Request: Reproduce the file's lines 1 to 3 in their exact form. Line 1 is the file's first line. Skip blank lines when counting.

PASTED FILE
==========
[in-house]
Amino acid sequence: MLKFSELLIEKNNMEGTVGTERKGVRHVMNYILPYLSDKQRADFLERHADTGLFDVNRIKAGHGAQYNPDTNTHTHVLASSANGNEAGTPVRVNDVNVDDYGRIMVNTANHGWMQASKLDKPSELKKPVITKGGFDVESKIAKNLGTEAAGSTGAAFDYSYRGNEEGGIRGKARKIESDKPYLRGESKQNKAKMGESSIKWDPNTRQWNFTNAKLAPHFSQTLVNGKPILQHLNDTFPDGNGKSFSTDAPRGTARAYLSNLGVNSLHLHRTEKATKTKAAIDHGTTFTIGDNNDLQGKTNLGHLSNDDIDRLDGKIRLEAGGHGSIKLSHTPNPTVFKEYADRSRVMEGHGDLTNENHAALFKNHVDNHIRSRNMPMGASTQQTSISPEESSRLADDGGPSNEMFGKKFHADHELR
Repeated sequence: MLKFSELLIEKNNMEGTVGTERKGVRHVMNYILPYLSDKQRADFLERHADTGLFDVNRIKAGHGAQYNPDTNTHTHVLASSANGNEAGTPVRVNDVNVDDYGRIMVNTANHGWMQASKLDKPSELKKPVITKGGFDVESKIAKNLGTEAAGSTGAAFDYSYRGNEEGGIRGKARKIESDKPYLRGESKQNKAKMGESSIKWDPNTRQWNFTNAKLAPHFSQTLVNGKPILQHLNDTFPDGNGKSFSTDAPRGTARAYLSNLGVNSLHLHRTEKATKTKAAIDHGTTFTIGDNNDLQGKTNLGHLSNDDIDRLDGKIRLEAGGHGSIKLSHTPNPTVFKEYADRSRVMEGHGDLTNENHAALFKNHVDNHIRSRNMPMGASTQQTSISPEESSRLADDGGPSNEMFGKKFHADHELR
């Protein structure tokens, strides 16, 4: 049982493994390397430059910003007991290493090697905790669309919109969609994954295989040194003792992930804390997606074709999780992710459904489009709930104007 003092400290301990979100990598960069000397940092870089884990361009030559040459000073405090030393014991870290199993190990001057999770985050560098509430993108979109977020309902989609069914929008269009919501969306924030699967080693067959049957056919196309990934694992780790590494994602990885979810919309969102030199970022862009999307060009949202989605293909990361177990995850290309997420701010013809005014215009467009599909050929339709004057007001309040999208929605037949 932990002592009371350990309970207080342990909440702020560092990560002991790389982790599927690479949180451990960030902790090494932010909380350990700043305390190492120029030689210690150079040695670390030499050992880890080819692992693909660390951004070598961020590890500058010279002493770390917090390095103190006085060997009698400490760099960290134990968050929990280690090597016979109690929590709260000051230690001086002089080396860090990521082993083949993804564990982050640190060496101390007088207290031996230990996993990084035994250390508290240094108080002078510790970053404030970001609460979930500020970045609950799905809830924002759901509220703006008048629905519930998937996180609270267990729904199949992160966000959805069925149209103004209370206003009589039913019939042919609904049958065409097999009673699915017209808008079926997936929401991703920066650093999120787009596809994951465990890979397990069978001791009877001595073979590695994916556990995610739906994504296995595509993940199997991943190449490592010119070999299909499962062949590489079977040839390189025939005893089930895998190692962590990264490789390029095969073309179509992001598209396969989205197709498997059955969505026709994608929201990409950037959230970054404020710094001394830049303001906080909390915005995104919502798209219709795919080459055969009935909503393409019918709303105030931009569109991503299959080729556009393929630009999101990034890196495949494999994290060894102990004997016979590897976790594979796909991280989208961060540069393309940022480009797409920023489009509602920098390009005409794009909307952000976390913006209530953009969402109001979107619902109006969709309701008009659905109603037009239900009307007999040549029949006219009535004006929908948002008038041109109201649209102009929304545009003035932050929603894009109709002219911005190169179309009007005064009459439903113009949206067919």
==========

[in-house]
Amino acid sequence: MLKFSELLIEKNNMEGTVGTERKGVRHVMNYILPYLSDKQRADFLERHADTGLFDVNRIKAGHGAQYNPDTNTHTHVLASSANGNEAGTPVRVNDVNVDDYGRIMVNTANHGWMQASKLDKPSELKKPVITKGGFDVESKIAKNLGTEAAGSTGAAFDYSYRGNEEGGIRGKARKIESDKPYLRGESKQNKAKMGESSIKWDPNTRQWNFTNAKLAPHFSQTLVNGKPILQHLNDTFPDGNGKSFSTDAPRGTARAYLSNLGVNSLHLHRTEKATKTKAAIDHGTTFTIGDNNDLQGKTNLGHLSNDDIDRLDGKIRLEAGGHGSIKLSHTPNPTVFKEYADRSRVMEGHGDLTNENHAALFKNHVDNHIRSRNMPMGASTQQTSISPEESSRLADDGGPSNEMFGKKFHADHELR
Repeated sequence: MLKFSELLIEKNNMEGTVGTERKGVRHVMNYILPYLSDKQRADFLERHADTGLFDVNRIKAGHGAQYNPDTNTHTHVLASSANGNEAGTPVRVNDVNVDDYGRIMVNTANHGWMQASKLDKPSELKKPVITKGGFDVESKIAKNLGTEAAGSTGAAFDYSYRGNEEGGIRGKARKIESDKPYLRGESKQNKAKMGESSIKWDPNTRQWNFTNAKLAPHFSQTLVNGKPILQHLNDTFPDGNGKSFSTDAPRGTARAYLSNLGVNSLHLHRTEKATKTKAAIDHGTTFTIGDNNDLQGKTNLGHLSNDDIDRLDGKIRLEAGGHGSIKLSHTPNPTVFKEYADRSRVMEGHGDLTNENHAALFKNHVDNHIRSRNMPMGASTQQTSISPEESSRLADDGGPSNEMFGKKFHADHELR